So it was, after his arrest on the Temple mount in Jerusalem, that Paul ended up in chains in a Roman prison. His expression of love was met by hatred. His freedom to minister ended in an open-ended imprisonment. But listen to his heart express contentment, despite the context of a jail: “Rejoice in the Lord always; again I say rejoice.” Why? He answers,
I have learned in whatever situation I am in to be content. I know how to be brought low, and I know how to abound in any and every circumstance. I have learned the secret of facing plenty and hunger; abundance and need. I can do all things through him who strengthens me. [Philippians 4:11-13]
Paul was not a Stoic striving to achieve apatheia here! Rather he was certain that God’s love had equipped him for the good work of reaching out even to those who were ready to kill him. It was love that moved him, the love birthed by his new life in Christ. It was the same sort of love that caused the Father to send the Son, his one and only Son, to die for us. And the sort of love that led the Son to the cross in light of the joy that stood beyond death. And the love that the Spirit now pours out into the hearts of those who called to follow Christ.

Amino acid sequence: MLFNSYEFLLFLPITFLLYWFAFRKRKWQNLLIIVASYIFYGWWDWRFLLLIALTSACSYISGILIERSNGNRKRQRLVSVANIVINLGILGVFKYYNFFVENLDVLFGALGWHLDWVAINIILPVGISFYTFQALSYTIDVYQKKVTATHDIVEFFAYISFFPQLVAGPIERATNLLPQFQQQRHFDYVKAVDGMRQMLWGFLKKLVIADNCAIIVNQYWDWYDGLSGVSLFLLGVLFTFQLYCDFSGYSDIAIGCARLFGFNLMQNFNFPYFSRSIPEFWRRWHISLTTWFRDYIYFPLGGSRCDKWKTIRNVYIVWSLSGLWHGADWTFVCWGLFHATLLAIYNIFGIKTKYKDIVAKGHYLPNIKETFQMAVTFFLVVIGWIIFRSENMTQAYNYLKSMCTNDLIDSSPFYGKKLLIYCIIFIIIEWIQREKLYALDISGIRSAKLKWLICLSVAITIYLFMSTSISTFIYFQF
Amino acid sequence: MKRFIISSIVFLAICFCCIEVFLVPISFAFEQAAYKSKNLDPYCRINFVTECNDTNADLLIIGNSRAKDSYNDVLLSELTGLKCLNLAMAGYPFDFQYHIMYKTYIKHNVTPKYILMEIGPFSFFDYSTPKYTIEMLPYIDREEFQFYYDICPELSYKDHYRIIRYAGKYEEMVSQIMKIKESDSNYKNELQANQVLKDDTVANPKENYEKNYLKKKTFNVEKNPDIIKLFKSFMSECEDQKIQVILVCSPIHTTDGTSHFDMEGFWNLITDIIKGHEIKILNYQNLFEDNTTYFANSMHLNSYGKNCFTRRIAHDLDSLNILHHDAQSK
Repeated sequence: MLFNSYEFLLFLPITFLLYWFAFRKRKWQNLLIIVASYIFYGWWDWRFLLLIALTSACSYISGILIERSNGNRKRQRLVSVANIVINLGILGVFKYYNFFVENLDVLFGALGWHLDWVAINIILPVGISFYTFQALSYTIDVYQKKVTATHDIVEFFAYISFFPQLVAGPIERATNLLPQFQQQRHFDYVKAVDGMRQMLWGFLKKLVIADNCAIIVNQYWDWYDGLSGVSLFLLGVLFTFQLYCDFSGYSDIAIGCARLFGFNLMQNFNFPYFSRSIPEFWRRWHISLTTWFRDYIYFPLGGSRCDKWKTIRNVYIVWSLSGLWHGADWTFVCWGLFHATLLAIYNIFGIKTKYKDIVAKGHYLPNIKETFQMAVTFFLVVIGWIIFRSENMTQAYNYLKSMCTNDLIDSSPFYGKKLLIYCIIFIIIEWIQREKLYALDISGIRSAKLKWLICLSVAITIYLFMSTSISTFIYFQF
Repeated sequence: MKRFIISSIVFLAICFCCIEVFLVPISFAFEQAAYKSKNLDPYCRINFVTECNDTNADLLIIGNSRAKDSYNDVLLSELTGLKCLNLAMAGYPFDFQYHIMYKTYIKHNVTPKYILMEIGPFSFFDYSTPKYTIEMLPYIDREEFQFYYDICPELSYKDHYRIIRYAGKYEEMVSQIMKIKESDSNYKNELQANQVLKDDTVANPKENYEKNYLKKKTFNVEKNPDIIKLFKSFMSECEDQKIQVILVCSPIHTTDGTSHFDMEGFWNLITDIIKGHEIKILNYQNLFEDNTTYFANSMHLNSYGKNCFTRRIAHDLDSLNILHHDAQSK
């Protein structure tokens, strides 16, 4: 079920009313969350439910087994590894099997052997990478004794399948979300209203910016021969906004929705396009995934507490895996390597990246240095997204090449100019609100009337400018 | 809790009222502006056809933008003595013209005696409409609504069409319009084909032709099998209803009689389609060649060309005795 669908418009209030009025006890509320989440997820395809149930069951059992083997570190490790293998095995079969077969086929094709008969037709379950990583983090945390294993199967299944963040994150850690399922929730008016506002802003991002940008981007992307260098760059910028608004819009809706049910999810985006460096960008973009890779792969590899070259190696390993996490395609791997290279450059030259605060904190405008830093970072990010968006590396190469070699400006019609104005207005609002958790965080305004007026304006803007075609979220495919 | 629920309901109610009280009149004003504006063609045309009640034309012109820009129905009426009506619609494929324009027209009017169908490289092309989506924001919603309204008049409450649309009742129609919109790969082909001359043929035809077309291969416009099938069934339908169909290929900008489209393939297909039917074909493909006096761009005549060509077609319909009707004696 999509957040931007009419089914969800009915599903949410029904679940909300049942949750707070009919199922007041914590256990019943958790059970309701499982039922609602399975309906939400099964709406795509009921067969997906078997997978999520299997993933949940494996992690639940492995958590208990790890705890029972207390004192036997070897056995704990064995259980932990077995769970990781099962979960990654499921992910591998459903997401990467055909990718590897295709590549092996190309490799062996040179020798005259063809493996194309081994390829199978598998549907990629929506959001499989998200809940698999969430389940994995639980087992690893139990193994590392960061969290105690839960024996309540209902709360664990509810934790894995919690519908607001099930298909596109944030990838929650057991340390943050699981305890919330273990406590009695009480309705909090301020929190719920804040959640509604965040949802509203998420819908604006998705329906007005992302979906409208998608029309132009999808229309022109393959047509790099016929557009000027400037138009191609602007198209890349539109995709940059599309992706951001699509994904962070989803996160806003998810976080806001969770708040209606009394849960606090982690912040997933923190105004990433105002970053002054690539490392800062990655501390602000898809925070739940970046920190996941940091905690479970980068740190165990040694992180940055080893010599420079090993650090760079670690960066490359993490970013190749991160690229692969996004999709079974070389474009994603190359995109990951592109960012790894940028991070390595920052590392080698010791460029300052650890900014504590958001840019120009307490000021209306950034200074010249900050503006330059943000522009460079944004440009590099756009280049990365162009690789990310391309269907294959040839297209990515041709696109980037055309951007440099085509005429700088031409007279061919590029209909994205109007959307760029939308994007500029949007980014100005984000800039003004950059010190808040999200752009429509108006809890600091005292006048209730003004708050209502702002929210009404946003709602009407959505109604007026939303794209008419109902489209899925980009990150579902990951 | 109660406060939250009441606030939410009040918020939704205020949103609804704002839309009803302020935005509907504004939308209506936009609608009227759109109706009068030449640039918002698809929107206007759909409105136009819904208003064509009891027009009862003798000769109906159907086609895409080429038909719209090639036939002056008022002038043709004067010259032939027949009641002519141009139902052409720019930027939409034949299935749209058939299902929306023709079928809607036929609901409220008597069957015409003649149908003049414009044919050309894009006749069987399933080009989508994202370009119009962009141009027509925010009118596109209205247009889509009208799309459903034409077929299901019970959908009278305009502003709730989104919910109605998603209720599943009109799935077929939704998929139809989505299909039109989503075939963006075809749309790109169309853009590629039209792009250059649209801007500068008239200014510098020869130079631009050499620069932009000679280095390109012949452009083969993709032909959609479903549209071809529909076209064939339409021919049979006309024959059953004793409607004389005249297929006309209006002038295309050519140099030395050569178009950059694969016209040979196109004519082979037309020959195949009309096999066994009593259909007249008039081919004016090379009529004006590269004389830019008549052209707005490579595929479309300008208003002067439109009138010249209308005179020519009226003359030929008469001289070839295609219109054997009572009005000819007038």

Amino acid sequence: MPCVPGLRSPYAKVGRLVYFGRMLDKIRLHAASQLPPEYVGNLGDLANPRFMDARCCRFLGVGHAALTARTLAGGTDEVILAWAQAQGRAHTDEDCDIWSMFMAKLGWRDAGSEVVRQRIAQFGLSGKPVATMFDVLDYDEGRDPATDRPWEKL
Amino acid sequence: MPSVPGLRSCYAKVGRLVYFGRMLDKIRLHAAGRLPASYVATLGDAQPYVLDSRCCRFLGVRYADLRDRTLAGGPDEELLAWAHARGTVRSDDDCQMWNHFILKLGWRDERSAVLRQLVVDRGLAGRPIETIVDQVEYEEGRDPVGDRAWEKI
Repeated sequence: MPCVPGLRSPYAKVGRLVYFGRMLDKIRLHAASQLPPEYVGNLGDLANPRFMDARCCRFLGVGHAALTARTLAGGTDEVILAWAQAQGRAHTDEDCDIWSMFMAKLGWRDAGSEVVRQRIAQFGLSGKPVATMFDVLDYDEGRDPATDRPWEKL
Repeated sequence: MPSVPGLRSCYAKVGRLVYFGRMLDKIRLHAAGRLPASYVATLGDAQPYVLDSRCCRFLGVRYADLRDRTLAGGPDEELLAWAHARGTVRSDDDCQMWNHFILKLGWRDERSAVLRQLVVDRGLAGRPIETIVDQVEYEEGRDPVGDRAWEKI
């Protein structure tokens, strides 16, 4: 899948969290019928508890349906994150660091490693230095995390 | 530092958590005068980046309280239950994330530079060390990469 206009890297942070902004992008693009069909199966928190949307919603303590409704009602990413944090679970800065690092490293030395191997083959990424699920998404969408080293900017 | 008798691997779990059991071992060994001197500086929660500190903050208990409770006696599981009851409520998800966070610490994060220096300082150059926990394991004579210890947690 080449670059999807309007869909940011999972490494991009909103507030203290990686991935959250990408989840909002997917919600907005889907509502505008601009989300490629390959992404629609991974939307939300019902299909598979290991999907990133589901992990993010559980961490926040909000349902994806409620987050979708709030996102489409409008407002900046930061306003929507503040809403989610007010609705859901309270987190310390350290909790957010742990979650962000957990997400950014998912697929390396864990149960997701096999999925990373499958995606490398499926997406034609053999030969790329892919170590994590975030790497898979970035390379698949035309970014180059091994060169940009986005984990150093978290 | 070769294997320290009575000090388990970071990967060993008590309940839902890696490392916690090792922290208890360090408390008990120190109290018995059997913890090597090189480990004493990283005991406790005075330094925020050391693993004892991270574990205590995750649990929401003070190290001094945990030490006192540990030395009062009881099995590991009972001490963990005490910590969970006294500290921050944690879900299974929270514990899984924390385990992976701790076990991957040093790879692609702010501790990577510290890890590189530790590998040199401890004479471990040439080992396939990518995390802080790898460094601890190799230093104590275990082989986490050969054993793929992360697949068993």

But what of the other side of our paradox? Given this sacrificial devotion in a contented heart, how is there room for dissatisfaction? The answer is found in strong marriages. To love deeply is to be reoriented away from selfishness by a heartfelt devotion to another. The one beloved is captivating to the lover. So in meeting Christ we find a person so full and rich that we are content: we have all we need in him. We are reassured that his care for us is even greater than the self-obsessed love we once knew. Our skepticism about God’s love caused us to collapse into a sense of inadequacy—of feeling naked—but in Christ we find ourselves newly settled-in-soul even when our circumstances may be precarious. That doesn’t matter as long as we know we matter to God.
So the dissatisfaction comes in our now having access to a Person whose love is greater than our ability to experience love. Paul summed this up in his paradoxical prayer that God would strengthen us by his Spirit in our inner being,
so that Christ may dwell in your hearts through faith—that you being rooted and grounded in love, may have strength to comprehend with all the saints what is the breadth and length and height and depth, and to know the love of Christ that surpasses knowledge, that you may be filled with all the fullness of God. [Ephesians 3:17-19 ESV]
It is not that we are unable to experience that love, but that we will never exhaust it. God’s fullness is rich with satisfaction, while always drawing us deeper with a holy dissatisfaction that asks for still more. Content, yet hungry. The paradox is no mystery. It speaks of our finite experience of an infinite God. How, then, do we go forward from here? May we all, with our Puritan friend Jeremiah Burroughs, continue to taste and see that the LORD is good. We will never have enough, but we will always be content.